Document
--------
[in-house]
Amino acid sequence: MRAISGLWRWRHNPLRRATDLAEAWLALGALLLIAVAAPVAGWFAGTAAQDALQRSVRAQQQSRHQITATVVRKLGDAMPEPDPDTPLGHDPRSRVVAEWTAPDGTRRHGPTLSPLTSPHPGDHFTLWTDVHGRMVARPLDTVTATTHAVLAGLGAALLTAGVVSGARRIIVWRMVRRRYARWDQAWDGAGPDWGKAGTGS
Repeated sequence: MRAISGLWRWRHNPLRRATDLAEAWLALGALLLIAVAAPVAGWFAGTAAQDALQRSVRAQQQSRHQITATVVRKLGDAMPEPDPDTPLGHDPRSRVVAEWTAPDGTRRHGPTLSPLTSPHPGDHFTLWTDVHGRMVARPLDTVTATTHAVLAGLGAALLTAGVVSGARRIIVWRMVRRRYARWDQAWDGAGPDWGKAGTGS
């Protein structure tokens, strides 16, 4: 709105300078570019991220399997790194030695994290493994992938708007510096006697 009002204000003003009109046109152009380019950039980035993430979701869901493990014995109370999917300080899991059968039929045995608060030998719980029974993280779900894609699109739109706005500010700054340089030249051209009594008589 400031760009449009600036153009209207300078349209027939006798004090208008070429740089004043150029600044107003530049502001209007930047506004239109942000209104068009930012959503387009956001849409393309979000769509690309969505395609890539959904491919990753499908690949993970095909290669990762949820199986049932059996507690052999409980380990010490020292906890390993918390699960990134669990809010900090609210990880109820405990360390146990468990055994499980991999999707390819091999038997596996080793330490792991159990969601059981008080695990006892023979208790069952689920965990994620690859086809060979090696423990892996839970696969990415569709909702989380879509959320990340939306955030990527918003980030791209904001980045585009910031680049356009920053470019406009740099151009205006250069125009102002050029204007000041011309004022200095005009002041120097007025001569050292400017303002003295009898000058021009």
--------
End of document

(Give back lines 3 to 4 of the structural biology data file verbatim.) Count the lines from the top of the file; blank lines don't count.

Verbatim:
Repeated sequence: MRAISGLWRWRHNPLRRATDLAEAWLALGALLLIAVAAPVAGWFAGTAAQDALQRSVRAQQQSRHQITATVVRKLGDAMPEPDPDTPLGHDPRSRVVAEWTAPDGTRRHGPTLSPLTSPHPGDHFTLWTDVHGRMVARPLDTVTATTHAVLAGLGAALLTAGVVSGARRIIVWRMVRRRYARWDQAWDGAGPDWGKAGTGS
């Protein structure tokens, strides 16, 4: 709105300078570019991220399997790194030695994290493994992938708007510096006697 009002204000003003009109046109152009380019950039980035993430979701869901493990014995109370999917300080899991059968039929045995608060030998719980029974993280779900894609699109739109706005500010700054340089030249051209009594008589 400031760009449009600036153009209207300078349209027939006798004090208008070429740089004043150029600044107003530049502001209007930047506004239109942000209104068009930012959503387009956001849409393309979000769509690309969505395609890539959904491919990753499908690949993970095909290669990762949820199986049932059996507690052999409980380990010490020292906890390993918390699960990134669990809010900090609210990880109820405990360390146990468990055994499980991999999707390819091999038997596996080793330490792991159990969601059981008080695990006892023979208790069952689920965990994620690859086809060979090696423990892996839970696969990415569709909702989380879509959320990340939306955030990527918003980030791209904001980045585009910031680049356009920053470019406009740099151009205006250069125009102002050029204007000041011309004022200095005009002041120097007025001569050292400017303002003295009898000058021009």